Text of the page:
Tell the truth. Last April you picked the Pittsburgh Pirates to win the NL Central Division. Yeah, me too. And we’re both liars.

As I write this the Pirates are either a half game ahead or behind the Milwaukee Brewers in what will be the most interesting division race this season. The NL Central looks like a 4-team battle. The Reds were last year’s winners. But St Louis were a preseason favorite though many thought the Brewers off-season acquisitions would give them the edge.

But no one, I mean no one, predicted the Pirates would be in the mix with 70 games to go. And why would you? They finished the 2010 season with 105 losses and last in the NL Central. They have not had a winning season in 20 years. 

These are not the Paul Waner, Pie Traynor, Ralph Kiner, Bill Mazerowski, Roberto Clemente, and Willie Stargel’ family. All indicators are they don’t hit. 

In fact the Pirates’ batting average (.247) is 11th in the league. The Cards, Reds, Brewers, and the Cubs and Astros have higher percentages. They are 11th in runs (371), 13th in home runs (62), and 11th in on-base percentage (.314).

They are not prolific.

The Pirates can pitch. Their young staff allows 3.40 earned runs per game. But doubters and stat guys would point out their WHIP (1.31) is the same as the Reds and Cardinals. The Brewers’ number is at 1.32.

They don’t field as well as the Reds and Cards (the Brewers are a softball team in the field).

History says they can’t win. When they were contenders in the 70’s, there was the Big Red Machine. Sure they had a big family once, years ago. But when they had the next shot Bonds couldn’t throw Sid Breams out at home. Sid Bream for crying out loud. It’s been high profit team constantly selling assets.

Sure, history can be a poor predictor. But I wouldn’t bet on them. They are the Pirates.

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An MLB Death March?

July 14, 2011

I was thinking  about two upcoming trips. Both begin Thursday. Both show promise. The question is whether each can avoid becoming a Death March. 

The Brewers are enbroiled in a war with the St Louis Cardinals and Cincinnati Reds. Only one of the three will play in the post season. It is a whole new season.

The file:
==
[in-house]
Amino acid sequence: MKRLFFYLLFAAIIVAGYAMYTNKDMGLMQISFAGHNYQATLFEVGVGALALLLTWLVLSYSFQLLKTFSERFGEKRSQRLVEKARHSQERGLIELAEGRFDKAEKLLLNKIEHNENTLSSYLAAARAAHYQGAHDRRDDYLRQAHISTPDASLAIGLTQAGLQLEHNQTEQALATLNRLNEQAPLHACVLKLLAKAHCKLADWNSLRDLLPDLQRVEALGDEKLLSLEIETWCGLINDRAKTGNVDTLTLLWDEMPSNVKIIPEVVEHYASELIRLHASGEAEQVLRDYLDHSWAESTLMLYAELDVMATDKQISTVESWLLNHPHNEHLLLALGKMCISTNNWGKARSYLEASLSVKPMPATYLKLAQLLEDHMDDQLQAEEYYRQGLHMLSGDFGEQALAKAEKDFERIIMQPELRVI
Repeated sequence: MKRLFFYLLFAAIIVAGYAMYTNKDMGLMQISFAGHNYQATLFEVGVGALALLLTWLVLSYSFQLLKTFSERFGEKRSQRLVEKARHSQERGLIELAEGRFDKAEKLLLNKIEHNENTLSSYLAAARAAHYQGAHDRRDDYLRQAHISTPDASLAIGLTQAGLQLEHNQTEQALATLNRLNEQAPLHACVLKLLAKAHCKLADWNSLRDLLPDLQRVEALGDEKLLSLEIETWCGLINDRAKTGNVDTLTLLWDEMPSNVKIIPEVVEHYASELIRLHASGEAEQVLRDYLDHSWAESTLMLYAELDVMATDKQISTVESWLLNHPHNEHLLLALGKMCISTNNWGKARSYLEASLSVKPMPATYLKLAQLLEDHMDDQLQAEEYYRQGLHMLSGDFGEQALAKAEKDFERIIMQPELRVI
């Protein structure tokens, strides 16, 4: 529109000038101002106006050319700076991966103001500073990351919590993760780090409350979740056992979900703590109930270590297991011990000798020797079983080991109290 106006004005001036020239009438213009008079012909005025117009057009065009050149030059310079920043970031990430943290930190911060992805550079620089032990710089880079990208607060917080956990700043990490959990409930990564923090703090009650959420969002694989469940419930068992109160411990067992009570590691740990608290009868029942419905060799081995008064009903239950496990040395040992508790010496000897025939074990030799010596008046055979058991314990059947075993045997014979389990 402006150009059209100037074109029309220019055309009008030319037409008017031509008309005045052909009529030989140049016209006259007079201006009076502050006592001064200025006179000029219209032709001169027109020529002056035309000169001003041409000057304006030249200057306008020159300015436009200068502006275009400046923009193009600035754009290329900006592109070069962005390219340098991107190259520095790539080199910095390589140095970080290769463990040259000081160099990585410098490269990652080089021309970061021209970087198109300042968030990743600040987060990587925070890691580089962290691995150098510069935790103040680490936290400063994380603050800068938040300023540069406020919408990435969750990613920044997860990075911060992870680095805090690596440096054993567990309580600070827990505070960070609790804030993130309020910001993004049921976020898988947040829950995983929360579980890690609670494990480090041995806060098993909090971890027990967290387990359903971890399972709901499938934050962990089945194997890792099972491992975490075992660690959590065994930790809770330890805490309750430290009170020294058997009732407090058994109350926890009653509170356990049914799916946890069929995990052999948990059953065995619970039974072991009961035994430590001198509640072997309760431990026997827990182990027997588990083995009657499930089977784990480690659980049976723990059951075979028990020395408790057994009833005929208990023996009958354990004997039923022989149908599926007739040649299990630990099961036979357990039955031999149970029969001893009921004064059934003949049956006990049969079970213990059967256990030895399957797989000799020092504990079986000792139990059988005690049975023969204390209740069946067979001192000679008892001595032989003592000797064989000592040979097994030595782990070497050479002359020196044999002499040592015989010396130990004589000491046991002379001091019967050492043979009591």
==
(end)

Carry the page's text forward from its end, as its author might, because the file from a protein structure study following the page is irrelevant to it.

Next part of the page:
And the Brewers begin this new season on the road. Their trip will take them from Colorado to Arizona to San Francisco. So far this year the Brewers have gone 7-5 against those three. Not bad. But then 9 of the 12 were at Miller Park.  

The Brewers have the best home record in the National League (33-14). Unfortunately, they have the worst road record in the league (16-29). Heck, if the Brewers had the Padres’ road record (21-25) they would be back in Milwaukee printing playoff tickets.

Well, OK. You get it. They don’t have to play 50% ball on the road to have a 5-6 game lead to win the division.

What explains the disparity? Who knows? It’s enough to be alarming.

And it could get worse. The Rockies have been average  at home (22-22).  But Arizona (23-19) and San Francisco (28-16) defend the house very well.

And where are the Cards and Reds starting the second half? The two first go to the Queen City. They hate each other. It’s either good for the Brewers or LaRussa’s guys get a leg up in the tightest of divisions.

The Cards then go to NYC to meet the Mets (what’s left of them) before playing the Pirates (and let’s not forget the Pirates). All of the three series are on the road.  

The Reds travel to Pittsburgh and go back home versus Atlanta. Atlanta is a playoff team but I’m not sure anyone “travels” from Cincinnati to Pittsburgh. Mark Twain’s characters may be. Advantage Reds. 

The point is the Brewers get the daunting  schedule. They travel the furthest. They have the longest stretch. And they are already the worst road club in the league.